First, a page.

“It’s not about trust or making sure that we’re not cheating or anything,” he says. “It’s more of a useful thing for times where we’re meeting up and I want to see how close she is to the destination, or checking to see if she’s still at work without asking her. One time I even helped her get her phone back when she left it on the train, because I could see its location still.”

Facebook: Where Friendships Go to Never Quite Die

A zombie hand giving the thumbs-up, à la a Facebook "like"

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The site has created an entirely new category of relationship, one that simply couldn’t have existed for most of human history—the vestigial friendship. It’s the one you’ve evolved out of, the one that would normally have faded out of your life, but which, thanks to Facebook, is instead still hanging around. Having access to this diffuse network of people you once knew can be pleasant—a curio cabinet of memories—or annoying; if those good memories get spoiled by an old friend’s new posts; or helpful, if you need to poll a large group for information. But it is, above all, new and unusual.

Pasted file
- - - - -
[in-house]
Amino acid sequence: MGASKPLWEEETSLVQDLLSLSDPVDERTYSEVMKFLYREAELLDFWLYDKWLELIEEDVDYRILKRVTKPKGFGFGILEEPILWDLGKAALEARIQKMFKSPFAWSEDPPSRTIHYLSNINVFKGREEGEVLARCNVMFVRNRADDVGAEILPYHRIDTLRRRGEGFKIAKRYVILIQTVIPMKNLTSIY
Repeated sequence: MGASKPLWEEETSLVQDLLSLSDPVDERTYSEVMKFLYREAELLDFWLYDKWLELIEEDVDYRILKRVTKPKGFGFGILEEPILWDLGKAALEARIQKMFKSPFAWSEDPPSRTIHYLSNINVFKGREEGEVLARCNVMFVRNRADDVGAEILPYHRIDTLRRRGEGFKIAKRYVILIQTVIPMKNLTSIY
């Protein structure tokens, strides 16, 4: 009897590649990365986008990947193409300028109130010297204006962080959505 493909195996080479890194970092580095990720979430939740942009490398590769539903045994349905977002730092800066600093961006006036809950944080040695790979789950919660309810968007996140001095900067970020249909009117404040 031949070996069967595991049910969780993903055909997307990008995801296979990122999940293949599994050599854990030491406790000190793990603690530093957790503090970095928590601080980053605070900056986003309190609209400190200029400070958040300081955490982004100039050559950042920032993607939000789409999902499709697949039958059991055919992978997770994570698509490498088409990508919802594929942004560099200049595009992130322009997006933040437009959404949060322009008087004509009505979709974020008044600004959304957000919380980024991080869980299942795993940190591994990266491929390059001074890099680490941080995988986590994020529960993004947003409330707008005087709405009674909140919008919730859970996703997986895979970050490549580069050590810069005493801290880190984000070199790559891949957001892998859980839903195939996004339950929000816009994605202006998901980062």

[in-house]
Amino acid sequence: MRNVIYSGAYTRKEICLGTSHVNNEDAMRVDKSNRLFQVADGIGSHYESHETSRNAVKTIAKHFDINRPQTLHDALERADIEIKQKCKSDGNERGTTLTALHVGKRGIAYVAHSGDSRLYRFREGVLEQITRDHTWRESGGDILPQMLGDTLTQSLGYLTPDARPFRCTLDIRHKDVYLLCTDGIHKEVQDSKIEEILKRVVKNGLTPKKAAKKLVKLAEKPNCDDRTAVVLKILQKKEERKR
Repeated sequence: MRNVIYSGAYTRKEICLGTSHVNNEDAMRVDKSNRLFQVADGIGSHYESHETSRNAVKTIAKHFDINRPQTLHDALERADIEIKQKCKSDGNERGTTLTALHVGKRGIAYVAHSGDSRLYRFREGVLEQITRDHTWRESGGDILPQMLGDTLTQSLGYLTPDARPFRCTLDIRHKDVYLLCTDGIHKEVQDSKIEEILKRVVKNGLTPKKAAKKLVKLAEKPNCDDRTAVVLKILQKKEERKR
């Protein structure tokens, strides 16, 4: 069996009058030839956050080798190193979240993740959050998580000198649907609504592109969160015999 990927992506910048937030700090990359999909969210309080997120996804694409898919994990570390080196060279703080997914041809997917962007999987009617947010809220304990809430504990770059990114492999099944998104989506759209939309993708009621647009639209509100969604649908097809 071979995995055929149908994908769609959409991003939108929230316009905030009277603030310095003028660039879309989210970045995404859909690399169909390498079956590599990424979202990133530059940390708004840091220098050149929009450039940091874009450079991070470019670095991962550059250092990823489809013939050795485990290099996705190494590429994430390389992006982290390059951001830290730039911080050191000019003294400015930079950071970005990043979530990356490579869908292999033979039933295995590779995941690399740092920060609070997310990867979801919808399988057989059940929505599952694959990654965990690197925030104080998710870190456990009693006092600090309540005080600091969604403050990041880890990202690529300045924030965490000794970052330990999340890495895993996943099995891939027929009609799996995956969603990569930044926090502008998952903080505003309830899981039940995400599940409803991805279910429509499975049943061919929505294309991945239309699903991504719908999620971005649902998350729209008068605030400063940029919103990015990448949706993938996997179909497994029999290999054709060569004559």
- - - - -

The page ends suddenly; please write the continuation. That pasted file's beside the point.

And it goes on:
But users still have an “ambient awareness” of Facebook friends they aren’t communicating with. As one study defines it, this is “awareness of social others, arising from the frequent reception of fragmented personal information, such as status updates and various digital footprints, while browsing social media.” Basically, you probably know if any of your old high-school friends are pregnant right now, whether or not you’ve spoken with or even actively checked up on a given person, as long as you’re both on Facebook. You’re no longer sharing life experiences or creating memories with these weak ties, but as you live your separate lives, you’re forever in each other’s periphery.

Rediscovering My Daughter Through Instagram